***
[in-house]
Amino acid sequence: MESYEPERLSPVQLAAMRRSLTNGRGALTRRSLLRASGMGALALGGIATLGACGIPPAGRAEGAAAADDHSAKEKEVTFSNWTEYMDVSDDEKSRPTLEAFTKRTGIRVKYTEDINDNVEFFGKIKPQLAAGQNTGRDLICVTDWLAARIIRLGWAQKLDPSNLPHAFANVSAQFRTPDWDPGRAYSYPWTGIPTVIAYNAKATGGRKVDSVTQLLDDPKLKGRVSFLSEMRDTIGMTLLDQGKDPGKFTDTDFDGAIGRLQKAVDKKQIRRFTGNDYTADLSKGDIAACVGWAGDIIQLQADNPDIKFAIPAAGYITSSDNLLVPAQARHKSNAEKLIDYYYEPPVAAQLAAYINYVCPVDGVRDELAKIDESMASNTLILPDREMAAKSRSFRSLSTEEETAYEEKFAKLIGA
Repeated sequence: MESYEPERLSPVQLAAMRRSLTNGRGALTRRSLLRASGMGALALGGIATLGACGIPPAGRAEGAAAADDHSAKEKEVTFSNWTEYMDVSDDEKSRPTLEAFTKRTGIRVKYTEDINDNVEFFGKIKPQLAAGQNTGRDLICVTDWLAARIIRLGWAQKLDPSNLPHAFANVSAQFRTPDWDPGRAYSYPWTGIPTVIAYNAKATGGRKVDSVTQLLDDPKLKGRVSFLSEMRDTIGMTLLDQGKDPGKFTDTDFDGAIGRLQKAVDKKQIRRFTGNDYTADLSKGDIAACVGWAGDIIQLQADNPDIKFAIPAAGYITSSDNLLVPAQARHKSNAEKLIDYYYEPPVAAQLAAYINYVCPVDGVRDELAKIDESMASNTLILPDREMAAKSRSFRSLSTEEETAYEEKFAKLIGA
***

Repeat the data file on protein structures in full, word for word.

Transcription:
[in-house]
Amino acid sequence: MESYEPERLSPVQLAAMRRSLTNGRGALTRRSLLRASGMGALALGGIATLGACGIPPAGRAEGAAAADDHSAKEKEVTFSNWTEYMDVSDDEKSRPTLEAFTKRTGIRVKYTEDINDNVEFFGKIKPQLAAGQNTGRDLICVTDWLAARIIRLGWAQKLDPSNLPHAFANVSAQFRTPDWDPGRAYSYPWTGIPTVIAYNAKATGGRKVDSVTQLLDDPKLKGRVSFLSEMRDTIGMTLLDQGKDPGKFTDTDFDGAIGRLQKAVDKKQIRRFTGNDYTADLSKGDIAACVGWAGDIIQLQADNPDIKFAIPAAGYITSSDNLLVPAQARHKSNAEKLIDYYYEPPVAAQLAAYINYVCPVDGVRDELAKIDESMASNTLILPDREMAAKSRSFRSLSTEEETAYEEKFAKLIGA
Repeated sequence: MESYEPERLSPVQLAAMRRSLTNGRGALTRRSLLRASGMGALALGGIATLGACGIPPAGRAEGAAAADDHSAKEKEVTFSNWTEYMDVSDDEKSRPTLEAFTKRTGIRVKYTEDINDNVEFFGKIKPQLAAGQNTGRDLICVTDWLAARIIRLGWAQKLDPSNLPHAFANVSAQFRTPDWDPGRAYSYPWTGIPTVIAYNAKATGGRKVDSVTQLLDDPKLKGRVSFLSEMRDTIGMTLLDQGKDPGKFTDTDFDGAIGRLQKAVDKKQIRRFTGNDYTADLSKGDIAACVGWAGDIIQLQADNPDIKFAIPAAGYITSSDNLLVPAQARHKSNAEKLIDYYYEPPVAAQLAAYINYVCPVDGVRDELAKIDESMASNTLILPDREMAAKSRSFRSLSTEEETAYEEKFAKLIGA